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How To Prepare Your Garden For Summer Heat Waves

According to climate researchers, heat waves are likely going to become more common. Already, we’ve seen record high temperatures across the northern hemisphere, and such conditions are only going to get worse in the future. 

Heat waves can have a shocking effect on gardens. Excessive heat saps the ground of moisture and turns everything brown within a couple of days. A once green and verdant lawn can suddenly look like the Sahara desert. 

The good news is that gardeners can do quite a bit to prevent summer heat waves from doing serious damage. Here are some of the strategies you might want to try:

 

Water Your Garden Early In The Morning

It might sound like a simple thing, but watering your garden early in the morning can help to keep the worst of summer heat waves at bay. Water filters down into the soil and gets trapped there, by the roots, before the sun has a chance to evaporate it. Then, during the day, bright sunlight parches the top layer of the soil, but the roots beneath still have access to water. 

During hot summer weather, avoid the temptation to use a sprinkler. These lose a lot of moisture to wind, wasting water in the process. 

Instead, use a soaker. These help to drench the ground fully before the sun comes up.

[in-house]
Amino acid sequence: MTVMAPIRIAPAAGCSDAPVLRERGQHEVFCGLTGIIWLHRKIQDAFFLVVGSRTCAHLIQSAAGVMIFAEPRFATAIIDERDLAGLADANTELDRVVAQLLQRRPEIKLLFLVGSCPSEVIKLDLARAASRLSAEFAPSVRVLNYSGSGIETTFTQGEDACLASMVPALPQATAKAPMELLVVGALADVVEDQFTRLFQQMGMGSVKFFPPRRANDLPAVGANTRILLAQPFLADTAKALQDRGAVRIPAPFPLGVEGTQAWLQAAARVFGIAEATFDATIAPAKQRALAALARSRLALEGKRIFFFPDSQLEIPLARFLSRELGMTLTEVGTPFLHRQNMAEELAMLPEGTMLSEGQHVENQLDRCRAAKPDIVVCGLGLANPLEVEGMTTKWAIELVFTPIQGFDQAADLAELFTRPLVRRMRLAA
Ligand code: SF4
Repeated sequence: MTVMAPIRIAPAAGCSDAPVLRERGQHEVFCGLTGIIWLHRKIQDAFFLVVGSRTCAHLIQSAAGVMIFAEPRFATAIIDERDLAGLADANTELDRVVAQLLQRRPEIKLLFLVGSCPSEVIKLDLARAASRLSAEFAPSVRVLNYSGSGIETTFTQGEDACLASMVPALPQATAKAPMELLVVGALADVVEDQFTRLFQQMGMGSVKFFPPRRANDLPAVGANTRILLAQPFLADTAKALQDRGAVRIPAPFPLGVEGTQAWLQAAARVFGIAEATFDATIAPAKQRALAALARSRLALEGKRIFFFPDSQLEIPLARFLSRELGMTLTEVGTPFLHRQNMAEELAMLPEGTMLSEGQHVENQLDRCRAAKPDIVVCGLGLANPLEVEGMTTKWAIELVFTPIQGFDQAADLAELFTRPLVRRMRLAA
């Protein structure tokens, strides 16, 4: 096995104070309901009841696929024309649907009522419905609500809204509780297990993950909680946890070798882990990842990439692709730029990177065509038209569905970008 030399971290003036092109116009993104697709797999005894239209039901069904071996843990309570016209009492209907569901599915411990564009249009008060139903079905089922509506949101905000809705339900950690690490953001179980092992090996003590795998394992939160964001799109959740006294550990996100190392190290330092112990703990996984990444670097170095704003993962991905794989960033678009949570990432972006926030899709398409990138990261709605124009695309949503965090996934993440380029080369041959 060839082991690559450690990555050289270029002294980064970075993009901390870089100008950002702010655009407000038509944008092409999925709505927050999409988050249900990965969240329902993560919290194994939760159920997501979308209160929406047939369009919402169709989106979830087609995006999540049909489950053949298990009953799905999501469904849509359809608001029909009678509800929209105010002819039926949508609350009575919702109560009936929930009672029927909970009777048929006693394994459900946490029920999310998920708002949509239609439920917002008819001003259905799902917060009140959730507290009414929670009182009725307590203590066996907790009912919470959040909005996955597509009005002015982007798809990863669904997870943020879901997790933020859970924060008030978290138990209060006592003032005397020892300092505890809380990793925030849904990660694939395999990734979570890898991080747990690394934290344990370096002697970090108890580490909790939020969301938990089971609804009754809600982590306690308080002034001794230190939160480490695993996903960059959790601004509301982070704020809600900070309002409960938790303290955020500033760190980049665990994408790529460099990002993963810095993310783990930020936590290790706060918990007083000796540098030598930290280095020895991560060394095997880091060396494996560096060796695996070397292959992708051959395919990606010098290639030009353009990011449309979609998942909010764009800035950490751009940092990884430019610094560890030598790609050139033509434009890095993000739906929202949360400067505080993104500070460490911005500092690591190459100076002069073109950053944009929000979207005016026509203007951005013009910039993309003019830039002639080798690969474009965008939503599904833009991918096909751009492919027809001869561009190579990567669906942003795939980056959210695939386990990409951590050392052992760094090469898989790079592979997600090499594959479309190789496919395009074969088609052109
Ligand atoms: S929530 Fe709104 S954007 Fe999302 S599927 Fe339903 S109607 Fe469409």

Use Shade Cloths

The combination of intense heat and bright sunlight can stress some plant species to the limit. Therefore, many gardeners prepare by adding shade cloths to their plants. 

Shade cloths come in various degrees relating to the amount of sunlight they block. Hardy plants may not need much shade at all, while sensitive species, such as salad greens, might require 50 to 60 percent. 

Shade cloths are temporary solutions. Only use them for a week or so during the height of temperatures. Remove them quickly afterwards so that plants can continue collecting sunlight. 

 

Plant Warm-Weather Lawn Species

Lawns often take the brunt of summer heat waves. And if they are large, finding ways to shade them is often impractical. 

The best option here is to change the grass species to one that is hardy in hot weather. For instance, you can get tall fescue seeds from Grass Seed Online. This particular variety is much better at dealing with high heat and bright sunlight than most species planted in Northern Europe and North America. 

 

Transplant Shorter Species So That They Have Tree Cover

Another natural option is to transplant shorter species that are vulnerable to hot temperatures and put them under the cover of taller trees. Just remember not to transplant plants to areas that have permanent shade. Look for bare spots around mature trees, remembering to add plenty of fresh soil around the plant. 

 

Apply A Reflective Mulch

Applying brown mulch to your garden is great for preventing weed growth, but it isn’t that good for keeping the ground cool. For this, you’ll want to use reflective mulch. These help to keep soils cool and reduce the need for watering. Dry grass clippings are a good option.